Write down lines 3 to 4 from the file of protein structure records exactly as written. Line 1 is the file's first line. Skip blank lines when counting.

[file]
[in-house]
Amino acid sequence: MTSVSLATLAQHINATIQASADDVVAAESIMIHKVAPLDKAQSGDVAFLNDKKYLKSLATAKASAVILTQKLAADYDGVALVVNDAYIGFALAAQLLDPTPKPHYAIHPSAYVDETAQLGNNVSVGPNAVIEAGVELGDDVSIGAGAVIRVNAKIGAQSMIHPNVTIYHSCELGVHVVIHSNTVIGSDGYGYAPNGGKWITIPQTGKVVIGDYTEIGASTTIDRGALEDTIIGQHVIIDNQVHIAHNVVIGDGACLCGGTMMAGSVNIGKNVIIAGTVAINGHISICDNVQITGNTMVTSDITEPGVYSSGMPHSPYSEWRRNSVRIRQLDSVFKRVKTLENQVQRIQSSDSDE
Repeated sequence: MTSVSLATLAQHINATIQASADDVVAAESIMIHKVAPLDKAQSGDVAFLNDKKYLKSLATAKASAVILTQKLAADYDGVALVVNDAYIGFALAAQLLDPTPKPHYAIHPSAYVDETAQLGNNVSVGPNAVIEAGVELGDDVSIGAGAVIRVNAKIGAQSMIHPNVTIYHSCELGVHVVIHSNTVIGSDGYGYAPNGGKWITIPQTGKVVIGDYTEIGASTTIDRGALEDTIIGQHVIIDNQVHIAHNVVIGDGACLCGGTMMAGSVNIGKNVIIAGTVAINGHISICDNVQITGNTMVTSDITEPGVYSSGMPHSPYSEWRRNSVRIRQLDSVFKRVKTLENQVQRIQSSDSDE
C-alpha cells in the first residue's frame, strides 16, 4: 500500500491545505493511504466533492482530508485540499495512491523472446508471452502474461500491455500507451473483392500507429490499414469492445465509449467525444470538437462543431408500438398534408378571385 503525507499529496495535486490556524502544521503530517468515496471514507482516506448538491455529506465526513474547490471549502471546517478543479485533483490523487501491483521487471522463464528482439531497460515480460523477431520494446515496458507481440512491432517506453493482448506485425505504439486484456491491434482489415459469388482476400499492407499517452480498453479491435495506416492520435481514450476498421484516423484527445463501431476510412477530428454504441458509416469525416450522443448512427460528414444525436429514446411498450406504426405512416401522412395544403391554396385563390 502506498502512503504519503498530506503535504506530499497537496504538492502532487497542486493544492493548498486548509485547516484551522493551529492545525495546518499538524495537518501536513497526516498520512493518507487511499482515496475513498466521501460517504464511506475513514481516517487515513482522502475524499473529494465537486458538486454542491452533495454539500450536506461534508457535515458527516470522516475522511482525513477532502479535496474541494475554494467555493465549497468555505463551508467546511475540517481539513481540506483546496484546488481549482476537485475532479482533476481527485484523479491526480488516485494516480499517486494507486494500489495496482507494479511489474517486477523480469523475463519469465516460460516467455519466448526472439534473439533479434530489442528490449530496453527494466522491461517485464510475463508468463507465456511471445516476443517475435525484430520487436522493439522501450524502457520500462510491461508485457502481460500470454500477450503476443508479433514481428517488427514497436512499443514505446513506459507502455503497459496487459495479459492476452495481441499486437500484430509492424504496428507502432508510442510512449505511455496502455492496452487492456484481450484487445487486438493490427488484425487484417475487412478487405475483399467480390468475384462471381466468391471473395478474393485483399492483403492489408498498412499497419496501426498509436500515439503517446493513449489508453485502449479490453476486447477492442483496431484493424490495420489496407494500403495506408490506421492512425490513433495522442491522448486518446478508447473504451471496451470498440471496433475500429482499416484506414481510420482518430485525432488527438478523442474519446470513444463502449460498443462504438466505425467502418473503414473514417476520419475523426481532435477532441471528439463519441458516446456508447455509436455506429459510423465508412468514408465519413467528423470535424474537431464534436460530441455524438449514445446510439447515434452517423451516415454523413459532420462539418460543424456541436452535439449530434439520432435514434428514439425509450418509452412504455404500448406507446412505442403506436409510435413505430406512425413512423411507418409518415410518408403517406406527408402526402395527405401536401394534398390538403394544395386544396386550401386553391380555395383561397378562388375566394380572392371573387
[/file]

Repeated sequence: MTSVSLATLAQHINATIQASADDVVAAESIMIHKVAPLDKAQSGDVAFLNDKKYLKSLATAKASAVILTQKLAADYDGVALVVNDAYIGFALAAQLLDPTPKPHYAIHPSAYVDETAQLGNNVSVGPNAVIEAGVELGDDVSIGAGAVIRVNAKIGAQSMIHPNVTIYHSCELGVHVVIHSNTVIGSDGYGYAPNGGKWITIPQTGKVVIGDYTEIGASTTIDRGALEDTIIGQHVIIDNQVHIAHNVVIGDGACLCGGTMMAGSVNIGKNVIIAGTVAINGHISICDNVQITGNTMVTSDITEPGVYSSGMPHSPYSEWRRNSVRIRQLDSVFKRVKTLENQVQRIQSSDSDE
C-alpha cells in the first residue's frame, strides 16, 4: 500500500491545505493511504466533492482530508485540499495512491523472446508471452502474461500491455500507451473483392500507429490499414469492445465509449467525444470538437462543431408500438398534408378571385 503525507499529496495535486490556524502544521503530517468515496471514507482516506448538491455529506465526513474547490471549502471546517478543479485533483490523487501491483521487471522463464528482439531497460515480460523477431520494446515496458507481440512491432517506453493482448506485425505504439486484456491491434482489415459469388482476400499492407499517452480498453479491435495506416492520435481514450476498421484516423484527445463501431476510412477530428454504441458509416469525416450522443448512427460528414444525436429514446411498450406504426405512416401522412395544403391554396385563390 502506498502512503504519503498530506503535504506530499497537496504538492502532487497542486493544492493548498486548509485547516484551522493551529492545525495546518499538524495537518501536513497526516498520512493518507487511499482515496475513498466521501460517504464511506475513514481516517487515513482522502475524499473529494465537486458538486454542491452533495454539500450536506461534508457535515458527516470522516475522511482525513477532502479535496474541494475554494467555493465549497468555505463551508467546511475540517481539513481540506483546496484546488481549482476537485475532479482533476481527485484523479491526480488516485494516480499517486494507486494500489495496482507494479511489474517486477523480469523475463519469465516460460516467455519466448526472439534473439533479434530489442528490449530496453527494466522491461517485464510475463508468463507465456511471445516476443517475435525484430520487436522493439522501450524502457520500462510491461508485457502481460500470454500477450503476443508479433514481428517488427514497436512499443514505446513506459507502455503497459496487459495479459492476452495481441499486437500484430509492424504496428507502432508510442510512449505511455496502455492496452487492456484481450484487445487486438493490427488484425487484417475487412478487405475483399467480390468475384462471381466468391471473395478474393485483399492483403492489408498498412499497419496501426498509436500515439503517446493513449489508453485502449479490453476486447477492442483496431484493424490495420489496407494500403495506408490506421492512425490513433495522442491522448486518446478508447473504451471496451470498440471496433475500429482499416484506414481510420482518430485525432488527438478523442474519446470513444463502449460498443462504438466505425467502418473503414473514417476520419475523426481532435477532441471528439463519441458516446456508447455509436455506429459510423465508412468514408465519413467528423470535424474537431464534436460530441455524438449514445446510439447515434452517423451516415454523413459532420462539418460543424456541436452535439449530434439520432435514434428514439425509450418509452412504455404500448406507446412505442403506436409510435413505430406512425413512423411507418409518415410518408403517406406527408402526402395527405401536401394534398390538403394544395386544396386550401386553391380555395383561397378562388375566394380572392371573387